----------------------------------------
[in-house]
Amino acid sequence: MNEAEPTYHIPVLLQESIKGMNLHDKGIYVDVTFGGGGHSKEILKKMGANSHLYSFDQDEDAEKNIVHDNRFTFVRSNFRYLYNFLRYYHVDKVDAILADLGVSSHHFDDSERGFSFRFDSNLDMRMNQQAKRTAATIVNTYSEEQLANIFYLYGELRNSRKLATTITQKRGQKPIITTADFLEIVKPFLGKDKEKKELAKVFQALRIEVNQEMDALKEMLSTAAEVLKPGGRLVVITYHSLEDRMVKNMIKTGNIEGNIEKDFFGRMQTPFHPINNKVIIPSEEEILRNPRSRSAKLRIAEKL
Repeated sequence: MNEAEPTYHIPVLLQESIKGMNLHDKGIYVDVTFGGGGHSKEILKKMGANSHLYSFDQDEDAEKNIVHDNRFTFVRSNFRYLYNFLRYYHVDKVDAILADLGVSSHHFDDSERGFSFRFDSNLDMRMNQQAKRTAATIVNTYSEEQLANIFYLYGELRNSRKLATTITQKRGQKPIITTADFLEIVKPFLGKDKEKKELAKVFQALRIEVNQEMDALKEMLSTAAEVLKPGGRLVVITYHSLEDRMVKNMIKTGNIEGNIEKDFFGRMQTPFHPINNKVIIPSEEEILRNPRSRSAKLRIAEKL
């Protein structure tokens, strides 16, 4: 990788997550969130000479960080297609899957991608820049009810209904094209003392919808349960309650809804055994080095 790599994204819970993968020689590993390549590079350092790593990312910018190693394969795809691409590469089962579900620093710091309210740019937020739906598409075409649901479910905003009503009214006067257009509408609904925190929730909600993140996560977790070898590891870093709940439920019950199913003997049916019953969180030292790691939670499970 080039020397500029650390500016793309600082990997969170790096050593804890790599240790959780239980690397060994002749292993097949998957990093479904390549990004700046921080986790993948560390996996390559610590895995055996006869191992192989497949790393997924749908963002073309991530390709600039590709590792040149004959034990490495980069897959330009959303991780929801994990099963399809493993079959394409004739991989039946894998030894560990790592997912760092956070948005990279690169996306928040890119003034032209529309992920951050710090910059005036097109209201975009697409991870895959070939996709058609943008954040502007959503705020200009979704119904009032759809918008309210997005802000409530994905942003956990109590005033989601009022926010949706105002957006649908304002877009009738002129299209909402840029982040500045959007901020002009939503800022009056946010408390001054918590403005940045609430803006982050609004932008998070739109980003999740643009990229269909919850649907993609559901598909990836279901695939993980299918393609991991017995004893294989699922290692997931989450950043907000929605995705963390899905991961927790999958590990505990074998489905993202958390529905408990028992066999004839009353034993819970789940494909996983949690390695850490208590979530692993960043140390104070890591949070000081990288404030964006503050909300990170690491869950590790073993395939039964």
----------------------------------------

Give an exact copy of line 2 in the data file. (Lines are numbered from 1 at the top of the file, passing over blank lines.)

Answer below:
Amino acid sequence: MNEAEPTYHIPVLLQESIKGMNLHDKGIYVDVTFGGGGHSKEILKKMGANSHLYSFDQDEDAEKNIVHDNRFTFVRSNFRYLYNFLRYYHVDKVDAILADLGVSSHHFDDSERGFSFRFDSNLDMRMNQQAKRTAATIVNTYSEEQLANIFYLYGELRNSRKLATTITQKRGQKPIITTADFLEIVKPFLGKDKEKKELAKVFQALRIEVNQEMDALKEMLSTAAEVLKPGGRLVVITYHSLEDRMVKNMIKTGNIEGNIEKDFFGRMQTPFHPINNKVIIPSEEEILRNPRSRSAKLRIAEKL